With the preening of celebrity chefs mixing with sermons around recreating the world's food supply system, foodies are getting some flack lately. Beyond being ridiculed like yuppies for extravagant behavior, the concern is that any backlash may hinder sustainability, organic and other food movements.
A 3,741-word screed in the March issue of The Atlantic entitled The Moral Crusade Against Foodies took aim at the smugness of foodie culture. The author B.R. Myers' targets include globe-trotting gourmets, sanctimonious food writers, gonzo adventure eaters and elitist sustainable-farming advocates. Wrote Mr. Myers in part, "The Roman historian Livy famously regarded the glorification of chefs as the sign of a culture in decline."
Another editorial in the Los Angeles Times, It's Time to End the Food Fantasy, likewise decried the worshiping of chefs and food shows, as well as the sharing the "perfect photo" of meals on Facebook, Twittering food truck sightings, and creating opulent kitchens where little cooking gets done. The author Alexandra Le Tellier concluded that given rising food costs and the obesity epidemic, "we need to redevelop a realistic relationship with food."
Some foodies are also reacting to a wave of politicians and agriculture-industry representatives calling the sustainable-food movement "elitist." Those charges seem to have cropped up again after John Parker, writing in the March issue of The Economist, said modern farming techniques will be required to feed the projected nine billion worldwide population by 2050. Wrote Mr. Parker, "Traditional and organic farming could feed Europeans and Americans well. It cannot feed the world."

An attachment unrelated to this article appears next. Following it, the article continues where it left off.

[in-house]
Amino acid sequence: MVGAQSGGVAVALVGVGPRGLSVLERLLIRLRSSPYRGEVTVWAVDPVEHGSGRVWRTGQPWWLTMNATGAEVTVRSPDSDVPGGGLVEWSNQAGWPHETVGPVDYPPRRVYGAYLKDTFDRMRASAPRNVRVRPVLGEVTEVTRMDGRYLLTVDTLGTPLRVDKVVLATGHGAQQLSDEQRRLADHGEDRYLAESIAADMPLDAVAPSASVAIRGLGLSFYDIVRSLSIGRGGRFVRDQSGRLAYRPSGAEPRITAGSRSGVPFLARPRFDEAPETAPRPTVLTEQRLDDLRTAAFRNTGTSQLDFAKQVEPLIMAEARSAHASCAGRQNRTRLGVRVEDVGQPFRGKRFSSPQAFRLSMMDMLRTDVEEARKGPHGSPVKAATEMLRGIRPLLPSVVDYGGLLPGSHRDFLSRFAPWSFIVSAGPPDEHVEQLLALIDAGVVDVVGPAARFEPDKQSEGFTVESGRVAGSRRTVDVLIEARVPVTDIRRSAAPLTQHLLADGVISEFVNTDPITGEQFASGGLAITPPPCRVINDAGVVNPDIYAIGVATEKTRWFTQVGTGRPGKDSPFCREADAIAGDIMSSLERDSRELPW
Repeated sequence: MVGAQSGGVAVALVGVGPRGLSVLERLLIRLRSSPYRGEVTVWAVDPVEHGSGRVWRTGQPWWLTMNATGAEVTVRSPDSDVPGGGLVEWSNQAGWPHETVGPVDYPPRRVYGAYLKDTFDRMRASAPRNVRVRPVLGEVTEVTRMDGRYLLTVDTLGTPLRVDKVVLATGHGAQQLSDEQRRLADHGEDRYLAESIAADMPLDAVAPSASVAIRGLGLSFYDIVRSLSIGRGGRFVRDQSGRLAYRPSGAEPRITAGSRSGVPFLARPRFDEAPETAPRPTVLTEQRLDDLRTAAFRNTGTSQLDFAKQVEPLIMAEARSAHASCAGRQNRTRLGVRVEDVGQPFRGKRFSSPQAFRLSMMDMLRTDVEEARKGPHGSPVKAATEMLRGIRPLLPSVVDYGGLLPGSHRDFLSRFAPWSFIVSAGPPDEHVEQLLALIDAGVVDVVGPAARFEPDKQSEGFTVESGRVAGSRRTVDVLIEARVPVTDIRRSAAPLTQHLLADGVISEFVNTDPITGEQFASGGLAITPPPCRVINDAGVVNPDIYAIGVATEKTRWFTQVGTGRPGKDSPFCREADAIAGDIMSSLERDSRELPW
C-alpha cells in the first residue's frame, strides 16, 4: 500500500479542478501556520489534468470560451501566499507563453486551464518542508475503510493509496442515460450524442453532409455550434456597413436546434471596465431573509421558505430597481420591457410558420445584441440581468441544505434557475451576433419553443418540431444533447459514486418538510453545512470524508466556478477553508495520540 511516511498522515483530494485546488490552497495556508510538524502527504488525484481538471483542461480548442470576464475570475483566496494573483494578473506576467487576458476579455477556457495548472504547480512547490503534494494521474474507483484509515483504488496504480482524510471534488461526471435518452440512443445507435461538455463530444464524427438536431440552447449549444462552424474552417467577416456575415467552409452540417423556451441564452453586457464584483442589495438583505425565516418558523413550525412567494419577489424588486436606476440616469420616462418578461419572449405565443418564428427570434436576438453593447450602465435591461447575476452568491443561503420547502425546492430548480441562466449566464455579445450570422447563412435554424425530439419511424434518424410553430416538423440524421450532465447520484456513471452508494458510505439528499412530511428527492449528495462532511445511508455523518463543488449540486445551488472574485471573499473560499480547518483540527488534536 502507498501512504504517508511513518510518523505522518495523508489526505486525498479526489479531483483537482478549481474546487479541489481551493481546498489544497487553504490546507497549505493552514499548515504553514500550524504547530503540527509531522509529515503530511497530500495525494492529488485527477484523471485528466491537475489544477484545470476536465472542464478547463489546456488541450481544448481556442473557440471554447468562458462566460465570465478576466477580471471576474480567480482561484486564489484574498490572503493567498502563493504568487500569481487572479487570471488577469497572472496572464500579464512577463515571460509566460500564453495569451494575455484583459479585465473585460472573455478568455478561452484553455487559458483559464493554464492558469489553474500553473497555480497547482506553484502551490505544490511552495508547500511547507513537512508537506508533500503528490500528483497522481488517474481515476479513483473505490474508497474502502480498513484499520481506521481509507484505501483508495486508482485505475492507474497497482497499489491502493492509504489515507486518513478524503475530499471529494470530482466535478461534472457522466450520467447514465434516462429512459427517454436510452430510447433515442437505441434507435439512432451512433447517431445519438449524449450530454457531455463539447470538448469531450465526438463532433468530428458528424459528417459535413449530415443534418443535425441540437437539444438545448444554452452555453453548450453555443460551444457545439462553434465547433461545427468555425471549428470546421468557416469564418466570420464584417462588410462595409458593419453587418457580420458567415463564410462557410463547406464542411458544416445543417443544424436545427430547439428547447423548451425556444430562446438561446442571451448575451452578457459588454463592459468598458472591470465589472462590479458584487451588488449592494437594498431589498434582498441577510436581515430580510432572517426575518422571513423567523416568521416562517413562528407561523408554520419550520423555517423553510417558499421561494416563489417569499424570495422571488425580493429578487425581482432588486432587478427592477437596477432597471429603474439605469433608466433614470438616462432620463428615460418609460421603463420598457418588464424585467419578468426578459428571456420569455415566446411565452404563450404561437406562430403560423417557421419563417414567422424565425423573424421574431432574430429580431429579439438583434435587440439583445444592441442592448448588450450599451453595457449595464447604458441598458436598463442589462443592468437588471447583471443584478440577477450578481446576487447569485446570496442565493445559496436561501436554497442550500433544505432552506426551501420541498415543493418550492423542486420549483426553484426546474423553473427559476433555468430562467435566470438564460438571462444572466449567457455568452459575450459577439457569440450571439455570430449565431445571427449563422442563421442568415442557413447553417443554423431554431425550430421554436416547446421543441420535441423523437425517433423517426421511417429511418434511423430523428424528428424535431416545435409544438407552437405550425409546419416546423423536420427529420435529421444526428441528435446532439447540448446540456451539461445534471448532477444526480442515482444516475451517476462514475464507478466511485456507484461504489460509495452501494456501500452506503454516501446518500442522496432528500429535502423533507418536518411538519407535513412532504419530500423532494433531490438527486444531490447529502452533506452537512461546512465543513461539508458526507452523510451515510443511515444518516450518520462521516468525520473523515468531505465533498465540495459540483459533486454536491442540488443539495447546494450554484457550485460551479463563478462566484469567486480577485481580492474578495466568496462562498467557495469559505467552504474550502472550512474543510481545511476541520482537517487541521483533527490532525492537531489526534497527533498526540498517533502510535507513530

In an editorial in The Washington Post in early May, Eric Schlosser, author of Fast Food Nation, said calling the sustainable-food movement "elitist" is "an attempt to evade a serious debate about U.S. agricultural policies." He highlighted efforts by Walmart, Whole Foods, Kellogg and others in support of causes ranging from organic, sustainable production; fair labor practices; humane treatment of animals; and healthier food in schools.
"Calling these efforts elitist renders the word meaningless," said Mr. Schlosser. "The wealthy will always eat well. It is the poor and working people who need a new, sustainable food system more than anyone else."
Asked to explain the War on the Food Movement by The Globe and Mail, Michael Pollan, author of The Omnivore's Dilemma, said part of the problem is conflicting aims inside the food movement. For instance, some want to "replace Big Ag with Small Ag" while others want to reform "Big Ag." Complexities also come from people "mixing up aesthetics and ethics in a very new way" in the current food movement. But he sees no problem with the elite charge, noting that abolition, women's suffrage and the eco-movement were all started by elites.
"If the food movement is still dominated by the elite in 20 years, I think that will be damning," said Mr. Pollan. "It would need to be more democratized. The reason that good food is more expensive than cheap food is part of the issue we're trying to confront. And has to do with subsidies, and the way we organize our society and our economy. Those are big systemic problems."
Could charges of elitism hamper growth of the sustainable food movement?